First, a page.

Sweet Potato Tamales
Top Chef finalist Sarah Grueneberg created a vegetarian version of Bolognese that’s as rich and delicious as the meat version.
Ricotta Gnudi with Chanterelles
These tender gnudi, adapted from Nancy Silverton's Mozza Cookbook, are delicious with buttery chanterelles.
Asian Steamed Buns with Bok Choy and Chinese Chives
The Baker Creek catalog includes lots of seeds for Asian greens, including some that Jere Gettle found on his travels in Thailand. Here, a blend of mild bok choy with spicy mustard greens and oniony Chinese chives fills puffy, savory buns.
Grilled Baby Carrot Wraps with Poblano Cream
About 15 slender baby carrots—grilled until charred, then tightly rolled inside a tortilla with poblano-spiked sour cream—make for a superb vegetable wrap.
Twice-Cooked Broccoli with Hazelnuts and Garlic
Eggplant and Goat-Cheese Sandwiches with Tomato Tarragon Sauce
Golden eggplant slices sandwich tangy, melting cheese, all set off by a fast tomato sauce flavored with the unusually complementary tarragon.
Beet Gnocchi with Walnut-Sage Butter
Jenn Louis (an F&W Best New Chef 2012) found these intense beet gnocchi in northwestern Italy. They are sweet and earthy and so delicious, they barely need a sauce. When the beet greens are fresh enough, Louis adds them to the walnut-sage butter.
Chilled Fennel-Grapefruit Velouté with Lemon Olive Oil
Chef Hiroki Yoshitake cleverly uses grapefruit oil to boost the flavor in his chilled four-ingredient soup. Lemon olive oil is a terrific alternative, and easier to find in the US. The citrus oil is used in two different ways: for sautéing fennel before pureeing it with grapefruit juice, and for garnishing the soup before serving.
Fresh Lima Bean Gratins
Fresh lima beans are only available for about eight weeks a year. Here they appear in a buttery gratin.
Poached Eggs with Sunchokes and Comté Polenta
David Bouley serves eggs en cocotte with three purees—fennel, sunchoke and polenta—plus Comté foam. Home cooks can pair baked eggs with cheese polenta, evoking Bouley's Comté foam with polenta puree.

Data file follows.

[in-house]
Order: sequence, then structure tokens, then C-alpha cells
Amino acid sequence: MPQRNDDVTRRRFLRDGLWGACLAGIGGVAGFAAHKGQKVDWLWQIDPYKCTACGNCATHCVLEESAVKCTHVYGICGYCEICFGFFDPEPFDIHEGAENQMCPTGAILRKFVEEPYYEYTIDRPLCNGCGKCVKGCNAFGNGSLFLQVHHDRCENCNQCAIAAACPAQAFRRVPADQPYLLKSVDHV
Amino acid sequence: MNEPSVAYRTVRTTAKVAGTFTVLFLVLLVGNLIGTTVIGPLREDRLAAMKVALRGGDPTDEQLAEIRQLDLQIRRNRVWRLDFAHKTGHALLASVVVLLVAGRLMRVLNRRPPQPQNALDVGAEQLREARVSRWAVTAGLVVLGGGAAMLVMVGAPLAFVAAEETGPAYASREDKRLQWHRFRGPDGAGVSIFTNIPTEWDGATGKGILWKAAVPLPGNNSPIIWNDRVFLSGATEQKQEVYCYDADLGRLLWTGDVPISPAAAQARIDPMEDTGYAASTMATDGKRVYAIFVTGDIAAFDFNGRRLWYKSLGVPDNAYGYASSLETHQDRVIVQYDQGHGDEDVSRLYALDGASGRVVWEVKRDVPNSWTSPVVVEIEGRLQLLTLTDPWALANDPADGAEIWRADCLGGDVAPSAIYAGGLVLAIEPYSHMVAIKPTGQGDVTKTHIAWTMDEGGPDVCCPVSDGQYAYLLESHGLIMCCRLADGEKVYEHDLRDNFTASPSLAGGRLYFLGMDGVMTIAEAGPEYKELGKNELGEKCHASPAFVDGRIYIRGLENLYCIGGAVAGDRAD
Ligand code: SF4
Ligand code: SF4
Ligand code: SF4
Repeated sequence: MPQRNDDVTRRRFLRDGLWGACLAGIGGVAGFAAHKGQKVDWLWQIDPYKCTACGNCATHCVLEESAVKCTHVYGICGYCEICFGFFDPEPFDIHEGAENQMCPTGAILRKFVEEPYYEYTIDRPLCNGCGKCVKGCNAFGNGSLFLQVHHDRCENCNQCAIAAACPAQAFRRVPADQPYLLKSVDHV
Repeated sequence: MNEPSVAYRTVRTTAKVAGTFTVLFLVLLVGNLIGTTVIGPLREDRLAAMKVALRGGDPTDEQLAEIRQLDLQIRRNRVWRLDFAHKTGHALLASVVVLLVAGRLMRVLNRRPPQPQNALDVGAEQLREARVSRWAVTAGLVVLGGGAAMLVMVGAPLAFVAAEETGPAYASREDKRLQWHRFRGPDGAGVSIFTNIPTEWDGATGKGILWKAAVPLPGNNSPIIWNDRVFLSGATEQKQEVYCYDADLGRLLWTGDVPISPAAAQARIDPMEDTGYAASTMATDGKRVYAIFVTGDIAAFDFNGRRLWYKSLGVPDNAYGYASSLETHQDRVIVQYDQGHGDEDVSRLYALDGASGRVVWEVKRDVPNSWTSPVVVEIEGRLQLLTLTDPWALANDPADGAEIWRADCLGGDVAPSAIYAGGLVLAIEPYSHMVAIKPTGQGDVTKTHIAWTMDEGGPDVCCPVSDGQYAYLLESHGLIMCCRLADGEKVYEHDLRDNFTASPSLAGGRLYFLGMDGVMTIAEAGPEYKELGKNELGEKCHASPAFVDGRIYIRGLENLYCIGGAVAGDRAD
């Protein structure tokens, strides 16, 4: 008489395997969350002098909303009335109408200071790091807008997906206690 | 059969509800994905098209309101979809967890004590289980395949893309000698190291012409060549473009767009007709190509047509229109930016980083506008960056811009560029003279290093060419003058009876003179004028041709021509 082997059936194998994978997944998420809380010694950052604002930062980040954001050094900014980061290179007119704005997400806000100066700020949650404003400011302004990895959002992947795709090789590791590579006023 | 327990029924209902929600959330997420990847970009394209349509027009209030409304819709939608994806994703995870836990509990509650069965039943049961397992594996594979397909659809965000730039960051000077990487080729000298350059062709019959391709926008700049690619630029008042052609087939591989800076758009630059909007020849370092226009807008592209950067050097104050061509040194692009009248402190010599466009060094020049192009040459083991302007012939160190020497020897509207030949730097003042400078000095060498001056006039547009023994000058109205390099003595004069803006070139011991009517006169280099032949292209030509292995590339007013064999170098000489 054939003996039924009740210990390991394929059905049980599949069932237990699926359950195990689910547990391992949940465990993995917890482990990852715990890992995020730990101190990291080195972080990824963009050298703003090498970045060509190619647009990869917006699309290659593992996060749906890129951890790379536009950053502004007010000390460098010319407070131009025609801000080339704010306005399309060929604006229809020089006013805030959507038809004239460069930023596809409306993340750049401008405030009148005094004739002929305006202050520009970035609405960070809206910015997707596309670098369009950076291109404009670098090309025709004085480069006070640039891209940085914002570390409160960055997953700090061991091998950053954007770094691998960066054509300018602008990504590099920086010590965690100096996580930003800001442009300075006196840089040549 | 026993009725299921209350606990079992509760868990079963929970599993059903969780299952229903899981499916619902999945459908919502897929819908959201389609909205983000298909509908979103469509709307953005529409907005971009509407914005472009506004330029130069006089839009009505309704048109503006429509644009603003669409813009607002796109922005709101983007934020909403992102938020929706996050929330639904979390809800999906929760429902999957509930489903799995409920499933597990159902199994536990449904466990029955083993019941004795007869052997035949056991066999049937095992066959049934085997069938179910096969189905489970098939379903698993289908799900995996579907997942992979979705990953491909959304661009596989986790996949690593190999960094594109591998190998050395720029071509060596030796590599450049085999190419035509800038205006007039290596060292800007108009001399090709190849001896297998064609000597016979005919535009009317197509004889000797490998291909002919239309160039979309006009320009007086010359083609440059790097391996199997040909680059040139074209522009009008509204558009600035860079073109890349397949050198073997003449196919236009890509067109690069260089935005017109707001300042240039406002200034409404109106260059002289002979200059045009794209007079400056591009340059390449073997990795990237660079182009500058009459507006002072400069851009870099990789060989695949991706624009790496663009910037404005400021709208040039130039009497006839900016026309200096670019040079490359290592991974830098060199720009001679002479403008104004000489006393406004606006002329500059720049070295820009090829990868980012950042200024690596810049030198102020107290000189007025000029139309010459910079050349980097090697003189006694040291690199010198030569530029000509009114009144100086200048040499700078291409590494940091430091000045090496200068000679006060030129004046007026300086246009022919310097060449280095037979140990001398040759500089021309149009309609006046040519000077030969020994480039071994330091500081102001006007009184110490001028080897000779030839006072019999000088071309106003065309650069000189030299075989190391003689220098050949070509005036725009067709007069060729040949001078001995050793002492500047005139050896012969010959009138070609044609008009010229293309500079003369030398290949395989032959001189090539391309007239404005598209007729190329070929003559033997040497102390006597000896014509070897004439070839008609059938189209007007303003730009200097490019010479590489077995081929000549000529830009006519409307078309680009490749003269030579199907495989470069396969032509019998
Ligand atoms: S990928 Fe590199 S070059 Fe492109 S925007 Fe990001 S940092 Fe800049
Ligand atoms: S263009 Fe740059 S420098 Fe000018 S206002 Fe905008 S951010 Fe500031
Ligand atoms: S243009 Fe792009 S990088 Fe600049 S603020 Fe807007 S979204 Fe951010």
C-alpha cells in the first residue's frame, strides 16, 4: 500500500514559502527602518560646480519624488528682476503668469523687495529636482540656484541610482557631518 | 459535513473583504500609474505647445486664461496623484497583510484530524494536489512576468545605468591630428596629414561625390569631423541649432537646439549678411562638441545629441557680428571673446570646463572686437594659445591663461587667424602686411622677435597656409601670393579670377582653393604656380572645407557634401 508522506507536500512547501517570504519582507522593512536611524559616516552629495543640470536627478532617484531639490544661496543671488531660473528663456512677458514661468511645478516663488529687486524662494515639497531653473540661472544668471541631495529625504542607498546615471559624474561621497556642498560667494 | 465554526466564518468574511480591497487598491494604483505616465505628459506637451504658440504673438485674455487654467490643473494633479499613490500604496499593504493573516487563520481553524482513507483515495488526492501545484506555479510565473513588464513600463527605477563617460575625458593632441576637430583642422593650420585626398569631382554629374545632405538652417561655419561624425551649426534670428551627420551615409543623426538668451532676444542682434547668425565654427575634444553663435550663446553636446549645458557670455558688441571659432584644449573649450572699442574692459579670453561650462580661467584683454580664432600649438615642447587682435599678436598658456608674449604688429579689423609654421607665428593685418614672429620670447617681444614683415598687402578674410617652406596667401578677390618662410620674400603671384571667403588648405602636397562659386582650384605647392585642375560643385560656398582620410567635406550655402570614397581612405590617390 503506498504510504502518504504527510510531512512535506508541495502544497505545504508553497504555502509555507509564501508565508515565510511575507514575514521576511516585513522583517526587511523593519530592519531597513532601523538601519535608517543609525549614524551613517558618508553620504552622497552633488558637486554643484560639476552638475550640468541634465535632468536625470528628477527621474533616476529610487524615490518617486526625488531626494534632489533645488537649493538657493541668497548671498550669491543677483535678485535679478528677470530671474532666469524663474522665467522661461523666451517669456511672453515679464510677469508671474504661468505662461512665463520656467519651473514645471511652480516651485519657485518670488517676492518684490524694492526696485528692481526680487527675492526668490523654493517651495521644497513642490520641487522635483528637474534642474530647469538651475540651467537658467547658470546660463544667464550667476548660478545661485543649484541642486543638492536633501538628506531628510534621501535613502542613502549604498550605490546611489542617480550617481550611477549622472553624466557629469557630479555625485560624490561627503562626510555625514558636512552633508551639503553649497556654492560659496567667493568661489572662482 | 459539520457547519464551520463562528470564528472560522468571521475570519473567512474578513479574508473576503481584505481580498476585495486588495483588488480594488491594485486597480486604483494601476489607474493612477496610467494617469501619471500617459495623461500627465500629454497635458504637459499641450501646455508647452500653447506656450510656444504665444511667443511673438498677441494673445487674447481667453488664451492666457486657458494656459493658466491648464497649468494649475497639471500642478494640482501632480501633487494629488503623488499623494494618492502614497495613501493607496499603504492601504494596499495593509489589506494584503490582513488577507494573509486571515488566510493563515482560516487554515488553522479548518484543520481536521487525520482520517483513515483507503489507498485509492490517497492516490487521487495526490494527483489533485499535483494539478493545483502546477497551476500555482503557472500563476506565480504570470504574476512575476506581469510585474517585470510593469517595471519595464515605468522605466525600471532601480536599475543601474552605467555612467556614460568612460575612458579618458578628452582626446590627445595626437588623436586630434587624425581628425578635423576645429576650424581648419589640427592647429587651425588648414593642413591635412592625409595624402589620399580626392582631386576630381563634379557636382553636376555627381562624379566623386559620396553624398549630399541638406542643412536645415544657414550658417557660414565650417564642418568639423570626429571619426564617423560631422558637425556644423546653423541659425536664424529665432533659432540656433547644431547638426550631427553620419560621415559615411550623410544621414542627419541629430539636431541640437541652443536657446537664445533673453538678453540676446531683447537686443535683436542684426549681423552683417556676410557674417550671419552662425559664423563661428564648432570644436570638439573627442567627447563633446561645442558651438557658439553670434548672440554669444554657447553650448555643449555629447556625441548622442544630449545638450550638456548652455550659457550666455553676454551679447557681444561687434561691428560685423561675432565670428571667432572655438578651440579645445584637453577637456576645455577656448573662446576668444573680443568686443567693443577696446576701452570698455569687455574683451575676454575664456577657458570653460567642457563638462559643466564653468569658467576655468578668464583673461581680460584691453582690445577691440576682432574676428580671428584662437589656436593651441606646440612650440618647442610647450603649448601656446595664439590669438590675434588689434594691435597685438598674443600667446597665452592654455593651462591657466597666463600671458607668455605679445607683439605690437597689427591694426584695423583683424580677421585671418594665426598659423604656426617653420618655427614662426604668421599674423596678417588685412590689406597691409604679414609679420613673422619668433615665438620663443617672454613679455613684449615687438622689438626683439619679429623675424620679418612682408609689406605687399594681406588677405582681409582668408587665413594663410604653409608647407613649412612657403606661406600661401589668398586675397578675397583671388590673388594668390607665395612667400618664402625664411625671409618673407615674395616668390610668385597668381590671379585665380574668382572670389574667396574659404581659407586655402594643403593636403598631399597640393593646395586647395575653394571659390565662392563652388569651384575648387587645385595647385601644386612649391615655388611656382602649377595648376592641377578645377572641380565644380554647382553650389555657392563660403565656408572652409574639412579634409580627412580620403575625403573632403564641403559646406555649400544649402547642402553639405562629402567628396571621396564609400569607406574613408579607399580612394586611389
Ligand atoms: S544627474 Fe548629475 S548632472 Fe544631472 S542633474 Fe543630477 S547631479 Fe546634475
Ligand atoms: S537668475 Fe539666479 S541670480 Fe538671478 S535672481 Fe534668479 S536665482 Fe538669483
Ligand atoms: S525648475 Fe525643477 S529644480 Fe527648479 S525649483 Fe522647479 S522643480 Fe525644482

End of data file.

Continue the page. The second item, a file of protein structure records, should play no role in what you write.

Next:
Grilled Eggplant Parmesan
This grilled-vegetable version of eggplant Parmesan, like the one Grace Parisi’s Calabrian grandmother used to make, is much lighter than the fried kind.
This superb version of tabbouleh has chopped asparagus as well as traditional bulgur, tomato, parsley and mint.
Swiss Chard with Sweet Garlic
To make this simple side dish, chef Michael White simmers garlic in milk, which mellows its flavor. Then he purees the garlic and, just before serving, adds it to the sautéed chard.
Red Lentil Dal with Tamarind and Asparagus
During her stay in Bangladesh, Naomi Duguid fell in love with dals (soupy lentil dishes) known as tok dal, or tart dal. "They all have an intriguing balance of tartness from tamarind and lime, and sweetness from slow-cooked onions." While asparagus isn't a traditional ingredient, Duguid was inspired to add it because Bangladesh is so fertile, and many green vegetables grow there.
Fusilli with Roasted Eggplant and Goat Cheese
Ravioli Nudi in Tomato Sauce
Hear the name ravioli nudi—literally, naked ravioli—and you may envision little sauceless pasta packets, but in fact it's not the sauce that's missing, but the pasta itself. Ravioli filling, in this case spinach and ricotta, is simmered like tender little dumplings. To save time, buy precleaned spinach from the salad bar.
Vegetable Sandwich with Dill Sauce
Stacked high with slices of tomato, onion, cucumber, avocado, and provolone cheese, this is a vegetable sandwich that even confirmed carnivores will love. You can add or substitute other fresh vegetables; radishes, spinach, or grated carrot go particularly well here. When you can't get good tomatoes, don't buy lousy, cotttony ones; use twice the amount of lettuce instead.
Five-Vegetable Stir-Fry with Lentils
A dinner of Brussels sprouts, turnips, carrots, and lentils may sound more like a punishment than a treat, but believe us—the combination is delicious. In fact, the general effect is actually rather delicate.
This vegetarian version of the Vietnamese dish Shaking Beef is ready in less than 45 minutes.